by MICHAEL BOWEN & r & & r & & lt;span class= "dropcap " & T & lt;/span & here's a sequence in the current Interplayers production of Sarah Ruhl's The Clean House (through March 15) that embodies the somber hysteria of Ruhl's script. Charles (Gary Pierce) strips down to his bathing trunks, scampering after all the happiness that a mistress on the beach represents. Selena Schopfer (as Charles' proper physician-wife, Lane, forever wearing a white lab coat in her gleaming white-on-white home) crumples onto a sofa, sobbing over her straying husband. A Portuguese woman in black (Silvia Lazo as Matilde, Lane's non-cleaning cleaning woman) paces around, ignoring the coffee table's dust while trying to invent the perfect joke. And Lane's sister Virginia (Anne Selcoe) charges around the living room, wielding a vacuum cleaner against the dirt and grime that has accumulated in her sister's living room and personality. Episodes like this -- full of frantic movement, with characters reacting seriously to others' absurdities while some make fun of others' misfortunes -- live up to the sobering/ridiculous promise of Ruhl's script.
In a serio-comic show with outbreaks of surrealism (Matilde walks into Lane's dreams, Matilde's dead parents somehow merge with Lane's husband and his mistress), actors need to plunge into the freakiness with heads held high. As Charles' newfound love, Ana, Jackie Davis shows the way during some key moments. Lying down like a patient etherized upon a table -- and with Pierce's physician tenderly "sewing up" the woman he loves after an operation -- Davis rises in mid-surgery to recount the course of true love. It's a bizarre episode, but one that's played with dignity and for high stakes. Similarly, the entire cast endows the evening's concluding death with signs that are both dignified and faintly comic.
Yet for too much of the evening, there's the sense that Ruhl's delicate poem is being recited haltingly, unevenly. Often I found myself silently urging actresses just to go for it -- to play the scene to the fullest, not by treating extreme situations with calm seriousness, but with the kind of ranting they demand. Schopfer needs to ratchet up the haughtiness; Selcoe could afford to be more prudish; Lazo should show us that Matilde's playfulness is her way of honoring her parents' memory and trying to reunite with them.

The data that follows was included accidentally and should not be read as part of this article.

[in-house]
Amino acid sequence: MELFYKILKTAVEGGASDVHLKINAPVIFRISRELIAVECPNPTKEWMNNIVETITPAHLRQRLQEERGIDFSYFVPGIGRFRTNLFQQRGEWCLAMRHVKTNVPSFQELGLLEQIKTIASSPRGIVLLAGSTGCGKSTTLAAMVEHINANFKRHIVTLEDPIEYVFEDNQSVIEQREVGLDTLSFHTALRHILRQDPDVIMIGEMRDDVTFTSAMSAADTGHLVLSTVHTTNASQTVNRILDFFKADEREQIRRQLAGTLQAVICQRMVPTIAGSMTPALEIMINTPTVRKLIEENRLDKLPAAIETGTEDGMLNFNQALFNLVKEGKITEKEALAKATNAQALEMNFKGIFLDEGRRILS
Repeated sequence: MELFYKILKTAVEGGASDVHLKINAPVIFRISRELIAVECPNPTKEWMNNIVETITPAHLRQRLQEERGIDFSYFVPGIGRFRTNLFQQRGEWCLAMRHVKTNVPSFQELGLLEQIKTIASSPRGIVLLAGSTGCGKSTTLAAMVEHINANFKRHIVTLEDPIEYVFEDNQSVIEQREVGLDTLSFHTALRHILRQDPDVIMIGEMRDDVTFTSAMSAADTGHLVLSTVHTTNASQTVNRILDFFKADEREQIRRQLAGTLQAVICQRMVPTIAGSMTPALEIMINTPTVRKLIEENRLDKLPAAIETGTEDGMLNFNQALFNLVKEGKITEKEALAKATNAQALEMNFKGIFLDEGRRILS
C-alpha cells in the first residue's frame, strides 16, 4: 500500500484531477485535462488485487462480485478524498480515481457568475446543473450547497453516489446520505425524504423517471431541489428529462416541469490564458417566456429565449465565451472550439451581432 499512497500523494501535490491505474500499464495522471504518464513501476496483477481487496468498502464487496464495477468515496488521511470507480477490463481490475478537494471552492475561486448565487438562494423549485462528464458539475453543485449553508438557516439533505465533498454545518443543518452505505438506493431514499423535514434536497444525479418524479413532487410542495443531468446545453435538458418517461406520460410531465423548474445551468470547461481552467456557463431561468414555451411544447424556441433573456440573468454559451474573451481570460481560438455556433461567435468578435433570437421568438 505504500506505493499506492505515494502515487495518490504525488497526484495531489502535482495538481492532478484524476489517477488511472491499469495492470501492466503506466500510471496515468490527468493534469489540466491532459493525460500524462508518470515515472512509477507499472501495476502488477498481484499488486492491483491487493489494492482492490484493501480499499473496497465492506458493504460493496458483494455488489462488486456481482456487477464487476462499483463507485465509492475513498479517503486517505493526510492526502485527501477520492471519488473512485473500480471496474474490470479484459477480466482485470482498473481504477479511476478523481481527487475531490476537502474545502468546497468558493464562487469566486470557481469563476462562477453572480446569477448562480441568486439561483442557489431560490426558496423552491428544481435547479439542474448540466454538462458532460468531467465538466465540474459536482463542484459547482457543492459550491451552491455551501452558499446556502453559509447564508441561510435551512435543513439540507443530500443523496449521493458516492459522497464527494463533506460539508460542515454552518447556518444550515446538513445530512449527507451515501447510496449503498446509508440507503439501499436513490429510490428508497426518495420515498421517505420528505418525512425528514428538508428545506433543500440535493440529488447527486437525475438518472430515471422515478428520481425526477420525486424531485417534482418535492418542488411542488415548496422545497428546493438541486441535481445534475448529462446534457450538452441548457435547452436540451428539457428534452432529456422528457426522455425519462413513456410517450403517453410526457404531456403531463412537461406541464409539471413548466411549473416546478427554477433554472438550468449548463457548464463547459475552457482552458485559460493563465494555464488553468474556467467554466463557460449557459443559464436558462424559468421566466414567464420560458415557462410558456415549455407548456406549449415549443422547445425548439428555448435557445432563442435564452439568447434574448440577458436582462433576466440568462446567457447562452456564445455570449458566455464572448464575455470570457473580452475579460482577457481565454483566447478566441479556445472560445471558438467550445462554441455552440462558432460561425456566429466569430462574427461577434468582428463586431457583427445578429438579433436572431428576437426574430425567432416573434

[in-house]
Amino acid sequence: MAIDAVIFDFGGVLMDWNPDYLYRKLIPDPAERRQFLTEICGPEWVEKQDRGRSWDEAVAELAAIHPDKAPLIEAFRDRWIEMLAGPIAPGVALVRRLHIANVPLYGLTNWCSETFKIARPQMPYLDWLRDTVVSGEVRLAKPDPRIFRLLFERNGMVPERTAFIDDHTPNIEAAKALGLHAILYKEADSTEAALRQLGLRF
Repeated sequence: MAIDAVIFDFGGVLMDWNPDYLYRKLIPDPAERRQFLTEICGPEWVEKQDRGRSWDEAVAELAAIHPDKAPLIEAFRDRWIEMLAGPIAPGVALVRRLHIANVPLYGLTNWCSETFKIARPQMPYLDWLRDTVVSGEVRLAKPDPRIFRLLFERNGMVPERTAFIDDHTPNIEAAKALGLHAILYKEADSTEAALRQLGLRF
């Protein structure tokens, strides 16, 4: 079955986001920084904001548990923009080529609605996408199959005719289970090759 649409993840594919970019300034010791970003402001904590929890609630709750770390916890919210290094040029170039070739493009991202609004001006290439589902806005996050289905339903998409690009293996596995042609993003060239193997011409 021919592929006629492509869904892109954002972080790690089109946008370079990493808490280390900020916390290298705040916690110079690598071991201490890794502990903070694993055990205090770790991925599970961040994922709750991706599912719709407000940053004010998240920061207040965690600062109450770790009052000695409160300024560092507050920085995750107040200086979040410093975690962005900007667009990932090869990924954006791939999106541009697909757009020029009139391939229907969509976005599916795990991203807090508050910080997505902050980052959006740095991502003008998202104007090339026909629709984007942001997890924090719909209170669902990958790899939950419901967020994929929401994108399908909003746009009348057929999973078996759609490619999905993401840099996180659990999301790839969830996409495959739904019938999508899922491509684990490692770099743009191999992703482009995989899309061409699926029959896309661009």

Exaggerated episodes demand exaggerated acting -- and there are opportunities for that when Lane confronts the absurdity of a cleaning woman who won't clean, when Virginia praises her brother-in-law's charisma even as she finds herself fondling his dirty underwear, and when Matilde portrays her parents' goofiness, even in the context of their deaths.
Too often, this cast chooses restraint in the face of the surreal, when what's needed instead is to meet surreal situations head-on. Director Karen Kalensky does just that in a sequence calling for Charles to trudge around the world in search of a medical cure. Kalensky uses just-offstage areas to underscore the absurdity of the quest -- which provides the right set-up for the moment when Pierce, just when he's faced with death, comically concerns himself instead with trivia. When Selcoe scoots around the stage's perimeter as Schopfer tails after her in a sisterly squabble, and when Selcoe abandons her clean-freak inhibitions in an unexpected outburst, Kalensky gets her actors to match absurdity with absurdity.
In addition, she has coached her cleaning lady well. Gesticulating with her gangly arms and wiggling her butt while needlessly dusting an already-been-dusted lamp, Lazo occasionally catches Matilde's free spirit. An opening joke fell flat, probably because it's told in undemonstrative Portuguese. Lazo overdoes the quizzical, scrunched-face bit when confronted with others' strange behaviors, but she excels at floppy-limbed intrusions into others' emotional crises, butting in with "Do you wanna hear a joke?" just when people are taking themselves most seriously.
"If I don't laugh for a week, I feel dirty," says Matilde. We all have a lot of crap encrusted around our souls. The Interplayers version of The Clean House can help with the cleansing process, even if it doesn't deliver all of Ruhl's humor and pathos, even if it only gets some of the punch lines right.
The new one is smart and funny and action-packed, and it’s bigger and better and sleeker. And Downey does it again, this time ramping up Stark’s arrogant wisecracking, telling anyone who’ll listen (mostly women) that, via the creation of his powerful Iron Man suit, he’s brought years of uninterrupted peace to the world.